- Her background as a childhood friend of Peter's, who also wears glasses and is one of his closest friends, makes her similar to the Ultimate Marvel version of Mary Jane. She becomes more faithful to her comic book counterpart near the end of Season 2, fittingly after getting a makeover with MJ's helpnote . The fact that she attends the same high school as Peter is similar to the Ultimate Gwen Stacy.
- Death Glare: Or "the Look", which has the same effect.
- Damsel in Distress: As always, she tends to be rescued by Spider-Man whenever she is captured or placed in danger.
- First Love: She was the first girl Peter truly loved, although it takes a while for him to realize that and still longer for him to act on it. Those delays likely prevented any real relationship from ever happening.
- The Glasses Gotta Go: She removes her glasses after she evolved into her comic book counterpart as a result of a makeover given by MJ.
- Girl Next Door: Just like her comic book counterpart.
- Hair Decorations: She wears a headband, as always.
- Hollywood Nerd: She was originally one (but not as much as Peter), but she becomes truly faithful and resembles her comic book counterpart.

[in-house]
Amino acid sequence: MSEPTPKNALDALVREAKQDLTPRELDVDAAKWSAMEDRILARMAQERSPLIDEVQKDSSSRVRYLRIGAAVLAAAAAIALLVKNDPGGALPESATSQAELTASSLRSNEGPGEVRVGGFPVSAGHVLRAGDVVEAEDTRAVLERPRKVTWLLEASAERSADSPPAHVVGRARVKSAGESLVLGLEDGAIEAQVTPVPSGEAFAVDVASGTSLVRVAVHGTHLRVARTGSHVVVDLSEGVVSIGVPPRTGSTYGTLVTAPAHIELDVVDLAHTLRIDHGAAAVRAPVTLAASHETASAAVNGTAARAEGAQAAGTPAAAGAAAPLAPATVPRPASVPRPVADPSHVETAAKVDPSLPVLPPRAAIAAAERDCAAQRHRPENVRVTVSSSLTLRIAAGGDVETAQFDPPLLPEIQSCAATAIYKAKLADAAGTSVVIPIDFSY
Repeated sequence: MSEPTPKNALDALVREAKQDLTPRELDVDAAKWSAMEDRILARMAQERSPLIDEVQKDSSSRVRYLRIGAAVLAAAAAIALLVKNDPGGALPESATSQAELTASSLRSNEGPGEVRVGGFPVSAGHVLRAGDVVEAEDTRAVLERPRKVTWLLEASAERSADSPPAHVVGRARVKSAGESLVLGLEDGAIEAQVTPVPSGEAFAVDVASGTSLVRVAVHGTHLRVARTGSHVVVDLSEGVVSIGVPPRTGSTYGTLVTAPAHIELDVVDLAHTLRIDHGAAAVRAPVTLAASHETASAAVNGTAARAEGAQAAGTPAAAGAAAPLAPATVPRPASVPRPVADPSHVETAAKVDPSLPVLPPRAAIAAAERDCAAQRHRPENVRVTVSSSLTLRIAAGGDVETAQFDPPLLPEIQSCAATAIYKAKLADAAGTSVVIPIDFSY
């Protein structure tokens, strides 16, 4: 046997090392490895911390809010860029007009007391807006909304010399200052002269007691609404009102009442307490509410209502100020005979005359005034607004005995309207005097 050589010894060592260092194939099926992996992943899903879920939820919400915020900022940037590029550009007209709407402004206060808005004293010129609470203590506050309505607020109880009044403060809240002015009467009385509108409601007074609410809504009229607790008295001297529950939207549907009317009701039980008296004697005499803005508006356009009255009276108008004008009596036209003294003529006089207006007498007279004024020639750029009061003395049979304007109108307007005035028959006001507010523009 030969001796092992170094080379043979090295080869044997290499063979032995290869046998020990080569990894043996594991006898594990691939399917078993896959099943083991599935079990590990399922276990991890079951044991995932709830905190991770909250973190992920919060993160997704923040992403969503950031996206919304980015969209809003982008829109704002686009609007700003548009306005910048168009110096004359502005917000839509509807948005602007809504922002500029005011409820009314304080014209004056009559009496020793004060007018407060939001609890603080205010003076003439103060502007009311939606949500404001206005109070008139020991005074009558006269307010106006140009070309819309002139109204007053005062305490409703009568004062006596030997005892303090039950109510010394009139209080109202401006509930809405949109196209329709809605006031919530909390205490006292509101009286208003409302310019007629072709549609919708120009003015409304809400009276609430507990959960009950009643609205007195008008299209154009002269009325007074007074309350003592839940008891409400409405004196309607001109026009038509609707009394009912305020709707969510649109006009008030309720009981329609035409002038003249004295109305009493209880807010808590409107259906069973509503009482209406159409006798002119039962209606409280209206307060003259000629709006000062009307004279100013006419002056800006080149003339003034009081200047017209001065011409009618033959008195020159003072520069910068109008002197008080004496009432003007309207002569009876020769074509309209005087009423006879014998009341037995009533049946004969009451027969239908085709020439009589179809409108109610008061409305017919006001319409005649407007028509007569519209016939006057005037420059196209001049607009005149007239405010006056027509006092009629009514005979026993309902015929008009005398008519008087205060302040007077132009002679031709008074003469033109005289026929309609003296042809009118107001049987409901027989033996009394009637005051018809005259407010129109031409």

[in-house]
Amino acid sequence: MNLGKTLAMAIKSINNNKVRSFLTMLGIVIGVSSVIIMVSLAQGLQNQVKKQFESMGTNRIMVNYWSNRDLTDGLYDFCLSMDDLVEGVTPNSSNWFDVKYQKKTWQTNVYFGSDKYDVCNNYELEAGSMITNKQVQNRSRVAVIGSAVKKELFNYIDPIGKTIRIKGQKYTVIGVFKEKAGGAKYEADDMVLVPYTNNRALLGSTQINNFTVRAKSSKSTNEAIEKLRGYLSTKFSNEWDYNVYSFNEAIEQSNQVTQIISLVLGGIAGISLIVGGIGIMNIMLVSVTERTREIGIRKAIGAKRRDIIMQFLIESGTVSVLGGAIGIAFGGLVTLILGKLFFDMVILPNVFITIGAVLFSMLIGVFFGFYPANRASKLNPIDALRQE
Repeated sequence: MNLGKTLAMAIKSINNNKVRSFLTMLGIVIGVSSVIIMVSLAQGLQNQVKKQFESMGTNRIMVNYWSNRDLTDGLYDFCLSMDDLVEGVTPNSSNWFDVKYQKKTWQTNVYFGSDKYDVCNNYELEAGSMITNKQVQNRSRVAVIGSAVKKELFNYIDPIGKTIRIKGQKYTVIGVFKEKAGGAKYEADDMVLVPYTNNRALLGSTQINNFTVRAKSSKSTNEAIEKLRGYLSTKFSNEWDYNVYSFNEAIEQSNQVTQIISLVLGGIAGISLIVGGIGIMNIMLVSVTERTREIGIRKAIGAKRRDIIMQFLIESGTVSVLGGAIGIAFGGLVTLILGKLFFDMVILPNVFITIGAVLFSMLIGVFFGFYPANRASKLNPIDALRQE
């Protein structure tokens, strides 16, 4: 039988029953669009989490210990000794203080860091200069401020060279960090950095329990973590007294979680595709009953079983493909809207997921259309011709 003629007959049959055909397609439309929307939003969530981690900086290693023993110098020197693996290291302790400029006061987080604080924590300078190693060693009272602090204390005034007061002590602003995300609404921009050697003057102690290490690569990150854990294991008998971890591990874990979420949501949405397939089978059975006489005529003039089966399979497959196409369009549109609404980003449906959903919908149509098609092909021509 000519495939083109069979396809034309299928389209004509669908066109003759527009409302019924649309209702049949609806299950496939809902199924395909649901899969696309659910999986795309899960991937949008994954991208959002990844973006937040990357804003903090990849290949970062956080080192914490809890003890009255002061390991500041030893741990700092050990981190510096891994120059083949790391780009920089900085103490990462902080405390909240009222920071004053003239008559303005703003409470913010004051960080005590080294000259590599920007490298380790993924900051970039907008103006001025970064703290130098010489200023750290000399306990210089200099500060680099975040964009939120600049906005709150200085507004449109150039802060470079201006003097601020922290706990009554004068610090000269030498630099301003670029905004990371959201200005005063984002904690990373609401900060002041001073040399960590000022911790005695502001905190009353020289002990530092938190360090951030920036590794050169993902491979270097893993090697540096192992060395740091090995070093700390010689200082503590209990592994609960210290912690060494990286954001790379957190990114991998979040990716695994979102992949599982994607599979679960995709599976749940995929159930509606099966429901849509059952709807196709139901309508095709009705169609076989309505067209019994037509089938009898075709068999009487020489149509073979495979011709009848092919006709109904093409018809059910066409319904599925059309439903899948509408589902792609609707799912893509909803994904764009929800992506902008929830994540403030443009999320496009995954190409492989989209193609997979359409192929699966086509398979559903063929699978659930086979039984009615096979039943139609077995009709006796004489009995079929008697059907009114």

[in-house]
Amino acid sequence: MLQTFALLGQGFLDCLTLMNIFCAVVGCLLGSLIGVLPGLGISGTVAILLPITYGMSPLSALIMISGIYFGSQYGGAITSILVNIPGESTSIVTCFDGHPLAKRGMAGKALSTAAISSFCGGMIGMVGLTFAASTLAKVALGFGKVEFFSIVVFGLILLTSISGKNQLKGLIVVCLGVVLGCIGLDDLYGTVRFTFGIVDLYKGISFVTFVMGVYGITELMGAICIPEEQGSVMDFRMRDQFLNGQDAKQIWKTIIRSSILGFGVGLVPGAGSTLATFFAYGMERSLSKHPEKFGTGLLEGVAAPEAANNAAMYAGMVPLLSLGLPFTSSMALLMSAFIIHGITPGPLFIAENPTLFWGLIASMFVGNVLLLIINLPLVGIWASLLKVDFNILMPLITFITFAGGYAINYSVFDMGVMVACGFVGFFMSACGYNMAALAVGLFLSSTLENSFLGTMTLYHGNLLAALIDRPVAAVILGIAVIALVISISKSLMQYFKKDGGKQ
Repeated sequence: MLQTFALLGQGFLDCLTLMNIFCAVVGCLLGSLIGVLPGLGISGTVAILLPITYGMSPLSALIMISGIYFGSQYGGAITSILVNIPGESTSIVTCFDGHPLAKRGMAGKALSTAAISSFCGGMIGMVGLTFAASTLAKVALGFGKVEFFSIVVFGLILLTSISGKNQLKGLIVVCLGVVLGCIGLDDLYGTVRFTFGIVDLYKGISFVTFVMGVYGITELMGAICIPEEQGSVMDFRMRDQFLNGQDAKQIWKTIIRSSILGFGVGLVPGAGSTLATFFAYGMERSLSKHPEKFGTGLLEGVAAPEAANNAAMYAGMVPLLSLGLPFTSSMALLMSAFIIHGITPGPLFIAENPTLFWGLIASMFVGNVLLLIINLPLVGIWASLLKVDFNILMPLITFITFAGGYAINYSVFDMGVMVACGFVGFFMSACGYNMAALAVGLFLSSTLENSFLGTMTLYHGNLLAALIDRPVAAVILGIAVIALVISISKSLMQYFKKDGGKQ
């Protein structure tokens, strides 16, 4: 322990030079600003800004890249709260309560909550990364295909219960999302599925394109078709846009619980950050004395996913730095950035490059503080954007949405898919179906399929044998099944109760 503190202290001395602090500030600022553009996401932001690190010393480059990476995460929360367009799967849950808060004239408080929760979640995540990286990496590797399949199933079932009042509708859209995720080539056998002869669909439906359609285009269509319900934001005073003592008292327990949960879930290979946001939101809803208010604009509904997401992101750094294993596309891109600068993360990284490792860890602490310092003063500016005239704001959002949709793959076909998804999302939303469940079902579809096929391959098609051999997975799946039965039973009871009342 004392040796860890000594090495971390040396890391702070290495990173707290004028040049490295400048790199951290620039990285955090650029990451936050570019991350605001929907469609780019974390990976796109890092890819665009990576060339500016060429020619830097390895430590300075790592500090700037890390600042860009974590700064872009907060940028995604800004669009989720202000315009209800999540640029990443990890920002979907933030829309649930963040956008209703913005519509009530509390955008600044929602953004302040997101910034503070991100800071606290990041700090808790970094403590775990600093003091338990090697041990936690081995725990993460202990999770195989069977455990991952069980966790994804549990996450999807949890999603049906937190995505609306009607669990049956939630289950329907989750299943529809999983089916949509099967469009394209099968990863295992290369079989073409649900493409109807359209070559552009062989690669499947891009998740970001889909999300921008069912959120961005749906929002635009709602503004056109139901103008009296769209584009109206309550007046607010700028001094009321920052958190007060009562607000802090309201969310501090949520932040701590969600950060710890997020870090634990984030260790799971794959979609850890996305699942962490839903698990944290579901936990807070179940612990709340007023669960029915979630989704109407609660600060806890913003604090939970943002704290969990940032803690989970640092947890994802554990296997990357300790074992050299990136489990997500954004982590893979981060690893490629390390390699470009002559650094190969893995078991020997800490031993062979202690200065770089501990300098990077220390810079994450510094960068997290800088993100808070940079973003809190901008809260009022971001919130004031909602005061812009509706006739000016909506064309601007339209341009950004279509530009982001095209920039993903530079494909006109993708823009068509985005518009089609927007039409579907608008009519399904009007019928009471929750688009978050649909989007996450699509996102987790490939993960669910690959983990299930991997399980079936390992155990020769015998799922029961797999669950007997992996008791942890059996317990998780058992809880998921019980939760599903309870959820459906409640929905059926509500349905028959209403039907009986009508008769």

- Love Interest: To Peter, eventually.
- Love Triangle: She is first in one with Peter and Liz and later one with Peter and Harry.
- Nice Girl: She is mostly kind to both Peter and Harry.
- She Cleans Up Nicely: She shows up to her Valentine's date with Harry sans glasses and wearing a dress.
- Spared by the Adaptation: Word of God said that, even if the series hadn't been cancelled, they had no plans to kill her off.
- Tsundere: Towards Peter in the second season.
- Two First Names: "Gwen" and "Stacy" are both common given names.
- Woman Scorned: She was initially upset that Peter seeming gave her the cold shoulder after their kiss.
- Zettai Ryouiki: Gwen seems to have quite a fondness for knee-high boots with thigh-high socks and skirts towards the end of the series.
Harry Osborn is the son of industry magnate Norman Osborn and the best friend of Peter Parker.Like many versions, he struggles with his resentment toward his best friend alongside with being desperate to get his father's attentions.